Subject: AU: Anzac force sees its Timor role as co-operation - DEFENCE: Special Report

Weekend Australian

November 25, 2006

Anzac force sees its Timor role as co-operation - DEFENCE: Special Report


THE United Nations wanted just one company of Australian troops to stay in East Timor to protect its headquarters and support an international police contingent in the wake of recent strife. But the view from Australia's defence force was that a larger force was necessary given the potential for continuing violence that has claimed more than 120 lives.

Brigadier Mal Rerden's Anzac battle group now comprises 925 diggers backed by a 120-strong company-size unit of Kiwis operating under national Australian rather than UN command as a ''green helmet force''. The taskforce, deployed under the code name Operation Astute, doesn't appear to be in any hurry to return home.

The unrest last month in Dili, resulting from clashes between rival martial arts gangs, underpinned the need for a continuing, robust security presence in Timor.

The UN police and Anzac battle group will need to be on high alert for political rabblerousers in the lead-up to potentially volatile national elections next May.

A UN special commission of inquiry into causes of the violent unrest in April-May 2006 has recommended criminal proceedings be instigated against former interior minister Rogerio Lobato for his role in the unlawful arming of civilian groups.

It said action should be taken against the defence force commander Brigadier-General Taur Matan Ruak, defence minister Roque Rodrigues and national police chief Paulo Martins for weapons offences. It recommended former prime minister Mari Alkatiri, an ally of Lobato, be further investigated in connection with the arming of civilians.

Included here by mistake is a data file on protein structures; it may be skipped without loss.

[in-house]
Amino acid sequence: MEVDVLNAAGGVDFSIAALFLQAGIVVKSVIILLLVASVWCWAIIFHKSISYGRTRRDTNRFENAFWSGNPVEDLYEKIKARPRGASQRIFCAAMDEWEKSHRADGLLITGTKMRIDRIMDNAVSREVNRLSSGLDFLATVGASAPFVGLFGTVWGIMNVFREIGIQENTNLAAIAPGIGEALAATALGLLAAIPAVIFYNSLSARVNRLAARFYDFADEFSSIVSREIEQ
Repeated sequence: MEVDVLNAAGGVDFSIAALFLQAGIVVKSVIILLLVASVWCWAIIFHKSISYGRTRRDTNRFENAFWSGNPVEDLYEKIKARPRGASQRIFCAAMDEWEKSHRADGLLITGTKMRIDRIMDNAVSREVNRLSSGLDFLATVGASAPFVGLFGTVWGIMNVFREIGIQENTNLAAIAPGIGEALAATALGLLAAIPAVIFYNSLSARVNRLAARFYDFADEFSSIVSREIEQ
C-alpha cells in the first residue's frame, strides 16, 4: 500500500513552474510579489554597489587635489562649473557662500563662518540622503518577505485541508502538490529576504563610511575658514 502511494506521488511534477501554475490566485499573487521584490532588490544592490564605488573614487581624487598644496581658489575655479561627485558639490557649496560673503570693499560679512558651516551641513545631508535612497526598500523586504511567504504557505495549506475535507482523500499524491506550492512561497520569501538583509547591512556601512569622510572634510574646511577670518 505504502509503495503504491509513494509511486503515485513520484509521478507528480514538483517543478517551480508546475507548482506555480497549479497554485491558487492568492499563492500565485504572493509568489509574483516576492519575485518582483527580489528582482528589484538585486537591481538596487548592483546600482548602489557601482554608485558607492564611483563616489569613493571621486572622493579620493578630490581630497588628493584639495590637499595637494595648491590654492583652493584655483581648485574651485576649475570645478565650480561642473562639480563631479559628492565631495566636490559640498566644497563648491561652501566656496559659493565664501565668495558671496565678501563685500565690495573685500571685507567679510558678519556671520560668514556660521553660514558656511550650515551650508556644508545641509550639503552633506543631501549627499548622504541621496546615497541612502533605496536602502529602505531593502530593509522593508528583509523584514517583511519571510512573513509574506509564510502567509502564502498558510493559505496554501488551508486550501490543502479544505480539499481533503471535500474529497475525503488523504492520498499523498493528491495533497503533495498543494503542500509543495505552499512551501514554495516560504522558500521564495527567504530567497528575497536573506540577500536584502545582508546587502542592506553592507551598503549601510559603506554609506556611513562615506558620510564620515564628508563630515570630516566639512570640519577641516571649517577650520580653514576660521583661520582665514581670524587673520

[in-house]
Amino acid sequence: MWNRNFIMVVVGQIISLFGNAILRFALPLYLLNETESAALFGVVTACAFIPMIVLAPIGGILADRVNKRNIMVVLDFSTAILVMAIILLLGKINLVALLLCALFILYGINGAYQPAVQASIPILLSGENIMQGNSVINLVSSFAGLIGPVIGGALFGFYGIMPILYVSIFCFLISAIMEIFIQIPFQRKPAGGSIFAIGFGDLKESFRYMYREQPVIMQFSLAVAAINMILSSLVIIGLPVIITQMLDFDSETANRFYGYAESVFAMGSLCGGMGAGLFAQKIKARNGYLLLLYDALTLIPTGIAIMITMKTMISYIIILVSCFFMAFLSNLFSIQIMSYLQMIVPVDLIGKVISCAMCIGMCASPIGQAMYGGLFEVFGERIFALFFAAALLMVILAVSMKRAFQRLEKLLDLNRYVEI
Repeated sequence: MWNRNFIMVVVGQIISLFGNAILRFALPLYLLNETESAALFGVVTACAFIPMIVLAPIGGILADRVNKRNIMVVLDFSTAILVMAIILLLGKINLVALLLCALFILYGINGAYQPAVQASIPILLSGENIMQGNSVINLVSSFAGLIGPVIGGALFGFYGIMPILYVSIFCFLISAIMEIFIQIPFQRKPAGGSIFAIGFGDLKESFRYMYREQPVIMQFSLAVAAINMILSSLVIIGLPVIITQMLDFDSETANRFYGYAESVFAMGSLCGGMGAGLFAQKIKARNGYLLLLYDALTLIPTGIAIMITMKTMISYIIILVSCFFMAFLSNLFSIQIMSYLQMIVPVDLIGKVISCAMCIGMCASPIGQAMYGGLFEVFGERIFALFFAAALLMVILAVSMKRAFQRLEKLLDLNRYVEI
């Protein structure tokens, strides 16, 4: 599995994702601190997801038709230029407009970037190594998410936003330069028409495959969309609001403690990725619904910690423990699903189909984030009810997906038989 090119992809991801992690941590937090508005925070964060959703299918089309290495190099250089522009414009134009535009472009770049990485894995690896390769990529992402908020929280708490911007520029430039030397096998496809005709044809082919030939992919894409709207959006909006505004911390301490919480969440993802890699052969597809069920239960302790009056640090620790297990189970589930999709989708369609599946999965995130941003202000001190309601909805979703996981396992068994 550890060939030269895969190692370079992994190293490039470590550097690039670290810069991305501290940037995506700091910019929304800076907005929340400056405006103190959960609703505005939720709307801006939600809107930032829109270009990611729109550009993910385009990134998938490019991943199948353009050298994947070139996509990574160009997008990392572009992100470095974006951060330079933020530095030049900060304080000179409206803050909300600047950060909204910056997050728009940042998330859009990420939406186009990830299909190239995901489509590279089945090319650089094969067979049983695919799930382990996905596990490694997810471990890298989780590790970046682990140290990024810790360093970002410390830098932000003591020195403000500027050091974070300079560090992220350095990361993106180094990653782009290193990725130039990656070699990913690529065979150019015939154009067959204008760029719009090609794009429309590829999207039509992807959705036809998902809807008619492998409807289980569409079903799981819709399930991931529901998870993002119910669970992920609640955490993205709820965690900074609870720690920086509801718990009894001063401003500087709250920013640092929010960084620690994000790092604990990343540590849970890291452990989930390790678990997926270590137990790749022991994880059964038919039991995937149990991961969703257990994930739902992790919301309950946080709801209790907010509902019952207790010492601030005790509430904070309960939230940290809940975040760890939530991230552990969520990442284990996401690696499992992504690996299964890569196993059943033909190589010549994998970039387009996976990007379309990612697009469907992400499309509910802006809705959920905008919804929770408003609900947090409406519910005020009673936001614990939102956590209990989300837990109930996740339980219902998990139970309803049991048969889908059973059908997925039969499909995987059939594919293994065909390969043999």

The infantry force currently consists of elements from 1st, 2nd and 6th battalions, Royal Australian Regiment. They are supported by M113 armoured personnel carriers from 3rd/4th Cavalry Regiment, five Blackhawk and four Kiowa observation helicopters.

Other ADF units in Dili include, 7th Combat Services Support Battalion, 17th Construction Squadron and a detachment from the 1st Military Police Battalion. A rifle company from the 2nd/1st Royal New Zealand Infantry Regiment is integrated into the battle group, providing the Anzac designation.

Canberra won a protracted dispute with the UN, which, with Horta Government support, wanted the force to serve as blue helmets. Instead, Rerden reports to Joint Operations Command headquarters in Sydney.

The joint taskforce currently co-ordinates operations with the East Timor Government, UN Police command and through regular meetings with other non-government organisations. Defence co-operation between the ADF and F-FDTL (East Timor defence force) has also resumed following the April unrest.

ADF has 17 people deployed in East Timor assisting with a range of activities including staff training and capacity building in the country's defence ministry and defence force headquarters. The main focus has been English-language training, engineering, medical skilling, staff leadership and communications.

But given the F-FDTL's involvement in the recent unrest and the fact it has lost almost half its original 1500-strength due to desertions or internal ethnic dissent, major questions hang over its future.

One key area the ADF is likely to pay more interest to is development of a viable Timorese maritime surveillance capability, currently served by two obsolete Portuguese-donated Albatross patrol craft.

''Australia supports increased maritime co-operation with East Timor and we intend working with the East Timorese Government to identify ways in which the DCP (defence co-op program) can provide this enhanced assistance'', said a defence spokesman in reply to The Australian.

Prime Minister Jose Ramos Horta has frequently warned of the vulnerability of his country's coastline to illegal fishermen and people smugglers, concerns shared by Canberra.

Mark Dodd writes on foreign affairs and defence for The Australian.

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